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samii

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  1. You can find it on library genesis! I've already downloaded it onto my kindle Message me if you want further help
  2. @Liavas I noticed that quite a few universities that previously accepted lower cGPAs (Ry, Windsor, Ottawa, etc.) have been a lot more selective this cycle. Hopefully it's just a matter of waiting rather than a straight out rejection. Thank you for your words...The more time passes, the more I doubt myself and dwell over this. I'm sure a lot of applicants are feeling this right now and it really helps to have the reassurance.
  3. @toastedguac Is there a recording or link to the LSA? Would love to watch it
  4. @lawlizard Thank you for your response - I really appreciate it. I know I'm probably being irrational but it's just so hard to stop dwelling and focusing on this. You're right - the pandemic is probably affecting their rollout and I need to convince myself of that! @LegalZeke I hope we both hear back soon! The whole interview possibility is something I am not looking forward to. It's nerve-wracking enough waiting for months with no end in sight. I wish the whole process was more regulated so there wouldn't be so many uncertainties. I believe last year they did interviews by phone so it might still happen, but maybe things will be different this cycle?
  5. My mental health is at an all time low and I keep obsessing over whether I'm competitive or not competitive and whether I should keep my hopes up or move on. I have a 3.83/4.3 L2, 164 LSAT - putting me at an index score of 82.8. This means I have a chance, right? (I'm OOP and cGPA is 2.7, in case that changes things but ignoring my cGPA [since they apparently take the higher number], I believe individuals with lower index scores have already been admitted this cycle.) But after worrying over how late in the cycle it is, the incredibly slow rollout of responses, and the whole interview component - I can't tell where I stand. Around this time in previous years, Dal has released rejections, and in the next month, interview offers. I initially thought interview offers were only for applicants who didn't apply 'regular,' but then wouldn't that mean all the index admits would have been automatically accepted by now? As in, they wouldn't reject those who are above their index, right? After viewing past threads and seeing remarkably competitive stats, I'm not so sure... Does Dal actually look at each applicant holistically, even in the regular category? Do they simply accept index admits till they fill their seats on a rolling basis, rejecting those who might be within their stat range but applied too late? Are interviews just for those outside of regular category, or for anyone of those competitive late appliers too? Is my worry justified? I applied by Dec 10th, for context - which I don't think is that late, considering their application was open till Feb. I need to get this out of my system so I'm opening up my speculations and questions to anyone else on this forum who might have similar ones or - hopefully - some answers.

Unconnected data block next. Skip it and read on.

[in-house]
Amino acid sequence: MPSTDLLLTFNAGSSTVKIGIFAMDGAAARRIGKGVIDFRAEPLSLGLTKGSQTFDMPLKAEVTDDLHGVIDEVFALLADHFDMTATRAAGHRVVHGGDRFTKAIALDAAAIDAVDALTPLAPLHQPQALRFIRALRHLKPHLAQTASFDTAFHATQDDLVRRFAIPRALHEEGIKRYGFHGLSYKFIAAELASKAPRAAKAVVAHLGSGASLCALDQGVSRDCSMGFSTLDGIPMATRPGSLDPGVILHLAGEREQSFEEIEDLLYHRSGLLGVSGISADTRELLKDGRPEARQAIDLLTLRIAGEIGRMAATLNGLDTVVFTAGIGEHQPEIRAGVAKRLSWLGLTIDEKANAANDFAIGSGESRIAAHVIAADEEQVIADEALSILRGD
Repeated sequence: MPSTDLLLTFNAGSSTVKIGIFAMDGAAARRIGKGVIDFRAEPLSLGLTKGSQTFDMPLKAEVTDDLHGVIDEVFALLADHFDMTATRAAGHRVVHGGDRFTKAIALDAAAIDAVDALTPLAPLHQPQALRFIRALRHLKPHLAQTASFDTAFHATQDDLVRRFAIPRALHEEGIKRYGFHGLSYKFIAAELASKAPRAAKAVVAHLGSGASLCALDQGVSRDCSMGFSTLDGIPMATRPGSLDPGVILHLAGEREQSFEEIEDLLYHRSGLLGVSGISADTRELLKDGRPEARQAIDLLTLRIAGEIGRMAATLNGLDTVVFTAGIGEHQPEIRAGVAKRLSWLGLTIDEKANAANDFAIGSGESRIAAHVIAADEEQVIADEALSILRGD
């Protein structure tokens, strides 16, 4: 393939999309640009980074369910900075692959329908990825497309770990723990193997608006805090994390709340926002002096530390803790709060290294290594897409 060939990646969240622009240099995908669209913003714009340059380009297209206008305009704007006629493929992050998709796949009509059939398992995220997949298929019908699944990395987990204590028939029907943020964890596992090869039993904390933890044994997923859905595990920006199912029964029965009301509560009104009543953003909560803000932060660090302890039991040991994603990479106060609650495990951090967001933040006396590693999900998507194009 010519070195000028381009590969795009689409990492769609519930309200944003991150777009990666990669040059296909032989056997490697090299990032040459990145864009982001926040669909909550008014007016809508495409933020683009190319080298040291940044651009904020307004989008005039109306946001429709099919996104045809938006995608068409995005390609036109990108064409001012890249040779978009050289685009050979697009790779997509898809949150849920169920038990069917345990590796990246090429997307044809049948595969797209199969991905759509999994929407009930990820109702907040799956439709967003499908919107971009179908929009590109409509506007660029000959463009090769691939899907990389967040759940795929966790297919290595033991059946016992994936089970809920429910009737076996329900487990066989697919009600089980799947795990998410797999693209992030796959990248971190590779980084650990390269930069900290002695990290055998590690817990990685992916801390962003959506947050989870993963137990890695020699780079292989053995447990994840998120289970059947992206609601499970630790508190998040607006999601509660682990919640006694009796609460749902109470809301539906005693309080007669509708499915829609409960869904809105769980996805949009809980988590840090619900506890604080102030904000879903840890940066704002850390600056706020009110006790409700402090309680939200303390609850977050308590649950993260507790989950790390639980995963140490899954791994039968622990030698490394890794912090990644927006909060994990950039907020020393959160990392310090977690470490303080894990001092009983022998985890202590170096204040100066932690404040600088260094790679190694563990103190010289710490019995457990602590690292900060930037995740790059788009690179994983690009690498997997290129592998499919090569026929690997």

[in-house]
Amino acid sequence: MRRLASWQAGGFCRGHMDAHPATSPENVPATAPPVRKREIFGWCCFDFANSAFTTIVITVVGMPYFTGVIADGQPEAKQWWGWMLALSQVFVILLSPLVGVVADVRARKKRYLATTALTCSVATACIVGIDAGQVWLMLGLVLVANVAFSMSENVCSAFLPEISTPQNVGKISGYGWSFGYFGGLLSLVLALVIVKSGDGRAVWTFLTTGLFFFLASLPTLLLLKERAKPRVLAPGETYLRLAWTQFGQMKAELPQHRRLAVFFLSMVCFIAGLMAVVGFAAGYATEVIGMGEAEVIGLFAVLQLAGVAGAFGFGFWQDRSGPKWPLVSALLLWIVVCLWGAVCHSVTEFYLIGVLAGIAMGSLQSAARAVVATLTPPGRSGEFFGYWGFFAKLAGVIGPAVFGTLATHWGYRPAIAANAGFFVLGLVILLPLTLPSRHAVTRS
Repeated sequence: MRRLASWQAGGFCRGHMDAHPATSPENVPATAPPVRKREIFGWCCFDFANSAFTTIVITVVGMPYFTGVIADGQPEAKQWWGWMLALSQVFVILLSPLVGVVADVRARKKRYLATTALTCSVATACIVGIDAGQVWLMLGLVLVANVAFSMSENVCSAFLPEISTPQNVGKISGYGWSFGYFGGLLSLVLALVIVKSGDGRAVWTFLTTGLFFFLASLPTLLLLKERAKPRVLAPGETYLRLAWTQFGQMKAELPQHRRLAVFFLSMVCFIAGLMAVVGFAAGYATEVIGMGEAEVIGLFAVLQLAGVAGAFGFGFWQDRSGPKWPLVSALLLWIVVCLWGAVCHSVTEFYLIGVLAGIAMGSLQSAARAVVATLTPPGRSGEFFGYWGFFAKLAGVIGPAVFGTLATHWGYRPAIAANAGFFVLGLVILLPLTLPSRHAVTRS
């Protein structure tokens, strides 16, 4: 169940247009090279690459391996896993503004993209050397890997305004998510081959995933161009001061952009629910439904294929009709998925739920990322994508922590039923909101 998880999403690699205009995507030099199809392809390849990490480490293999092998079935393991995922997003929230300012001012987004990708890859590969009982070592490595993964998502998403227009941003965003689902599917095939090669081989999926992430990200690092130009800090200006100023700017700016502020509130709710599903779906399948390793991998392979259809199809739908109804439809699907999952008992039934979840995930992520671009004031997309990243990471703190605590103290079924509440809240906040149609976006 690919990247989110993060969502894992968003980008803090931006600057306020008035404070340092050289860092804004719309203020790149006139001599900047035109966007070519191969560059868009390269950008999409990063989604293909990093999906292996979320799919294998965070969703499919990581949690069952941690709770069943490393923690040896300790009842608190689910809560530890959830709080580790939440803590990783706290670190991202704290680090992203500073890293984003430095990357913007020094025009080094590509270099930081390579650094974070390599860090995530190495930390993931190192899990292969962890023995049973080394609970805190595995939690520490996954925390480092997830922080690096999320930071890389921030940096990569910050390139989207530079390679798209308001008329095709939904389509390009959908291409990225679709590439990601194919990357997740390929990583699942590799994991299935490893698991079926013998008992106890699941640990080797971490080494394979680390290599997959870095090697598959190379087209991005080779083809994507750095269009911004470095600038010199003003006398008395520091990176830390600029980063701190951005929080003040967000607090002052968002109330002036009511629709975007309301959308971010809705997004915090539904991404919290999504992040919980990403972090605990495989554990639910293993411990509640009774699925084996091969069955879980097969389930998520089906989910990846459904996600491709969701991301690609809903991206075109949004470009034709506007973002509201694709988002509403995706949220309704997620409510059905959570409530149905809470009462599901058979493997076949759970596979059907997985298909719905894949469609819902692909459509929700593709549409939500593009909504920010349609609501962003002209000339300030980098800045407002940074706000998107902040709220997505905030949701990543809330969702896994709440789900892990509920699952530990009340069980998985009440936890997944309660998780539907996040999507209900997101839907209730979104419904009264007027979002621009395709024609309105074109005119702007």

6. I'll be declining my offer (already accepted UAlberta but still waiting on responses from other schools). I was extremely tempted to accept UofC because their Dean's Welcome was so wholesome. I felt like they put a lot of effort into answering everyone's questions and giving us an idea of what school would be like. The faculty and staff seemed helpful, kind, and sincere. Additionally, a smaller class size and, as they mentioned at the welcome, the highest articling percentage in Canada. Very tempting. Ultimately, the main reason I did not choose Calgary is because the slight edge UofA might give me in returning to my home province. If I was confident in staying in AB, I would've gone with UofC, but I'm *currently* still not hot about the idea of being a plane ride away from all my friends/family. I figure both schools are excellent - but there's a purported conception of UofA being a more nationally recognized school - even if it isn't factual. 😕 Who knows. Another thing was the course offerings - I don't want to do corporate or environmental law *at the moment*, and want to further explore health, crim, family law. UofA would give me a greater variety of courses to pick from in those fields. I don't think one could go wrong with either choice and I'd be absolutely torn if I was an AB resident - but that's the gist of my thought process